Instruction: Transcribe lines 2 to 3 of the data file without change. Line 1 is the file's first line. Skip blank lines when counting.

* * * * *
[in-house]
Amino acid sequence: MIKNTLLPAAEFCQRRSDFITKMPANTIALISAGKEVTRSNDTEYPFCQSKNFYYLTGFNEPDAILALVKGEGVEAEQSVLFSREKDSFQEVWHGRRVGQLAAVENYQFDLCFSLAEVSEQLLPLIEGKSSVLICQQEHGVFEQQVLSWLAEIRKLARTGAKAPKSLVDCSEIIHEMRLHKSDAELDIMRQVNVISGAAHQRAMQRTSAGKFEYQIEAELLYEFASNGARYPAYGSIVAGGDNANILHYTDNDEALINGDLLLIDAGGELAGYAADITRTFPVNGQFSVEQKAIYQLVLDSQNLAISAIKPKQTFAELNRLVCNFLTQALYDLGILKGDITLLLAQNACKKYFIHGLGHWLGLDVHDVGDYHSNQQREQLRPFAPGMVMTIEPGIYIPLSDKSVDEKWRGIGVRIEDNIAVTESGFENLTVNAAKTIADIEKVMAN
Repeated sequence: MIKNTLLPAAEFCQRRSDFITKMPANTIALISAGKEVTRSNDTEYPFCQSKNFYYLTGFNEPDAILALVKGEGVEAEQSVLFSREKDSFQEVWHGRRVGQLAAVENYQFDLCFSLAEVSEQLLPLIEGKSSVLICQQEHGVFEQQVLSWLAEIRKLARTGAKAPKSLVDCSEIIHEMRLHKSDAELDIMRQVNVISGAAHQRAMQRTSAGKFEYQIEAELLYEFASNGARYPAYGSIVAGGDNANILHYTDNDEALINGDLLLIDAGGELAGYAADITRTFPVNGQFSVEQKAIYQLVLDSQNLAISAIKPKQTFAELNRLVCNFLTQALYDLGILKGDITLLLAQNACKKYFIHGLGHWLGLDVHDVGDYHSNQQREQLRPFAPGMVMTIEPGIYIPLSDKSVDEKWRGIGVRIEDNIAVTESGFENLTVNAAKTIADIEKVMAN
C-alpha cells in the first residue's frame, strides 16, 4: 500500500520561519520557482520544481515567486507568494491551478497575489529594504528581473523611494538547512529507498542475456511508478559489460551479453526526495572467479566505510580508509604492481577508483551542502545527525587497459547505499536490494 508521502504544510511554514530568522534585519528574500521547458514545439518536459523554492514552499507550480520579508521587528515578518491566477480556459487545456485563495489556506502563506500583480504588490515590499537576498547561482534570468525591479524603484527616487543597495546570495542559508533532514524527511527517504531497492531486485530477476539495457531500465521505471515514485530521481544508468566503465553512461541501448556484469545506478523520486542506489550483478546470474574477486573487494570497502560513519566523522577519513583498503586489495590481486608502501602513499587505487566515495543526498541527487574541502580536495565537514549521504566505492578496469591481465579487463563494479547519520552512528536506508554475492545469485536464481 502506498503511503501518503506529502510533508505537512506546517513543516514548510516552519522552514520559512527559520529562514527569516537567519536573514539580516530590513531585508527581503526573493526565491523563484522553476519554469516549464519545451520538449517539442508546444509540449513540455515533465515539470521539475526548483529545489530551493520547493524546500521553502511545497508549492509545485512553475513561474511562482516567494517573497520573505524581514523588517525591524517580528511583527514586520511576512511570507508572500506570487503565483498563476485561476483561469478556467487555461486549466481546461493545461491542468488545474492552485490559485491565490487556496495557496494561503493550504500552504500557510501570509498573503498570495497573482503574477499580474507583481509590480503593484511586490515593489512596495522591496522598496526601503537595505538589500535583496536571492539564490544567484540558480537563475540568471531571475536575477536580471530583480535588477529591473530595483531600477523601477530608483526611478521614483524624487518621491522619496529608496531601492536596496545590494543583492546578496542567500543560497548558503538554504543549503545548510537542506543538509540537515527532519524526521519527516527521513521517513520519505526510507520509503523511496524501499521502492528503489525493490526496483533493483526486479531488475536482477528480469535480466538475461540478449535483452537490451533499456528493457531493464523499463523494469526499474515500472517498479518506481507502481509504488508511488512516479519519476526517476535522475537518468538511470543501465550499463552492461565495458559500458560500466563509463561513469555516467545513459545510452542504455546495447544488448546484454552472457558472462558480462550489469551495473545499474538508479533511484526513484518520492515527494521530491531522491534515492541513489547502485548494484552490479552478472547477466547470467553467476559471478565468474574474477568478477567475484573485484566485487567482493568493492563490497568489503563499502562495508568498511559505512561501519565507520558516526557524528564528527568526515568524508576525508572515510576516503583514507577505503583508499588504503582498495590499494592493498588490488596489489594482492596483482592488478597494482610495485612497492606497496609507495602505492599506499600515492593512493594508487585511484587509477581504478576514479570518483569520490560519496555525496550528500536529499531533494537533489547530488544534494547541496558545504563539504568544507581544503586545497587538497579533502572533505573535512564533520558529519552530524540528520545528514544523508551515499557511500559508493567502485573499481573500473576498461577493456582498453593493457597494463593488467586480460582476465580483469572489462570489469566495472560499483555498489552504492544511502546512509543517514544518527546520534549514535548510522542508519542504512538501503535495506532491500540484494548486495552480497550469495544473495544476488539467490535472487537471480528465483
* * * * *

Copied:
Amino acid sequence: MIKNTLLPAAEFCQRRSDFITKMPANTIALISAGKEVTRSNDTEYPFCQSKNFYYLTGFNEPDAILALVKGEGVEAEQSVLFSREKDSFQEVWHGRRVGQLAAVENYQFDLCFSLAEVSEQLLPLIEGKSSVLICQQEHGVFEQQVLSWLAEIRKLARTGAKAPKSLVDCSEIIHEMRLHKSDAELDIMRQVNVISGAAHQRAMQRTSAGKFEYQIEAELLYEFASNGARYPAYGSIVAGGDNANILHYTDNDEALINGDLLLIDAGGELAGYAADITRTFPVNGQFSVEQKAIYQLVLDSQNLAISAIKPKQTFAELNRLVCNFLTQALYDLGILKGDITLLLAQNACKKYFIHGLGHWLGLDVHDVGDYHSNQQREQLRPFAPGMVMTIEPGIYIPLSDKSVDEKWRGIGVRIEDNIAVTESGFENLTVNAAKTIADIEKVMAN
Repeated sequence: MIKNTLLPAAEFCQRRSDFITKMPANTIALISAGKEVTRSNDTEYPFCQSKNFYYLTGFNEPDAILALVKGEGVEAEQSVLFSREKDSFQEVWHGRRVGQLAAVENYQFDLCFSLAEVSEQLLPLIEGKSSVLICQQEHGVFEQQVLSWLAEIRKLARTGAKAPKSLVDCSEIIHEMRLHKSDAELDIMRQVNVISGAAHQRAMQRTSAGKFEYQIEAELLYEFASNGARYPAYGSIVAGGDNANILHYTDNDEALINGDLLLIDAGGELAGYAADITRTFPVNGQFSVEQKAIYQLVLDSQNLAISAIKPKQTFAELNRLVCNFLTQALYDLGILKGDITLLLAQNACKKYFIHGLGHWLGLDVHDVGDYHSNQQREQLRPFAPGMVMTIEPGIYIPLSDKSVDEKWRGIGVRIEDNIAVTESGFENLTVNAAKTIADIEKVMAN